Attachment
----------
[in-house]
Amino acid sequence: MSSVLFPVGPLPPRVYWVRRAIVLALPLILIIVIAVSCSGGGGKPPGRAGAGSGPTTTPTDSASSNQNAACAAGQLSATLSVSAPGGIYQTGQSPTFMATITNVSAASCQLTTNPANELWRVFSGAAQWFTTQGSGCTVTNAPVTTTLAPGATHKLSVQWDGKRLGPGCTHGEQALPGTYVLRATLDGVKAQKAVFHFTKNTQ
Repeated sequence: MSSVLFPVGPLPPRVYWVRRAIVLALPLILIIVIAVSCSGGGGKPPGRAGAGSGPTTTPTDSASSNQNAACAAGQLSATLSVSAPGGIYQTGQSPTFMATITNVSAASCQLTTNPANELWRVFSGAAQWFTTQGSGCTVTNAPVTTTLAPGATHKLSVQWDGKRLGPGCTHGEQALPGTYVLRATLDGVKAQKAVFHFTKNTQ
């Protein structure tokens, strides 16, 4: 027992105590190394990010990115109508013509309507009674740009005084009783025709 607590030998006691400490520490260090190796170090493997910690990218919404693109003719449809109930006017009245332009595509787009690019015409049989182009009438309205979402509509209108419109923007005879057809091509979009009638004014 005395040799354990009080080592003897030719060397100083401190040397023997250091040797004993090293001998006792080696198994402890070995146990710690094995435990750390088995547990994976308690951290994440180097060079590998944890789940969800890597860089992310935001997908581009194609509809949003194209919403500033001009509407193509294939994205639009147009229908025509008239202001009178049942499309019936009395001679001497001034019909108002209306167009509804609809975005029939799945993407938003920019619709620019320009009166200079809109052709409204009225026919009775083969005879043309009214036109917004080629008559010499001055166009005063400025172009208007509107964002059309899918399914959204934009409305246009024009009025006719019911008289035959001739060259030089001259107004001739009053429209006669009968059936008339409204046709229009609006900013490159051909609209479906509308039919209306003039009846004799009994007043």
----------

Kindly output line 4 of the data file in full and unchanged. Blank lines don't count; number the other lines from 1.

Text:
């Protein structure tokens, strides 16, 4: 027992105590190394990010990115109508013509309507009674740009005084009783025709 607590030998006691400490520490260090190796170090493997910690990218919404693109003719449809109930006017009245332009595509787009690019015409049989182009009438309205979402509509209108419109923007005879057809091509979009009638004014 005395040799354990009080080592003897030719060397100083401190040397023997250091040797004993090293001998006792080696198994402890070995146990710690094995435990750390088995547990994976308690951290994440180097060079590998944890789940969800890597860089992310935001997908581009194609509809949003194209919403500033001009509407193509294939994205639009147009229908025509008239202001009178049942499309019936009395001679001497001034019909108002209306167009509804609809975005029939799945993407938003920019619709620019320009009166200079809109052709409204009225026919009775083969005879043309009214036109917004080629008559010499001055166009005063400025172009208007509107964002059309899918399914959204934009409305246009024009009025006719019911008289035959001739060259030089001259107004001739009053429209006669009968059936008339409204046709229009609006900013490159051909609209479906509308039919209306003039009846004799009994007043």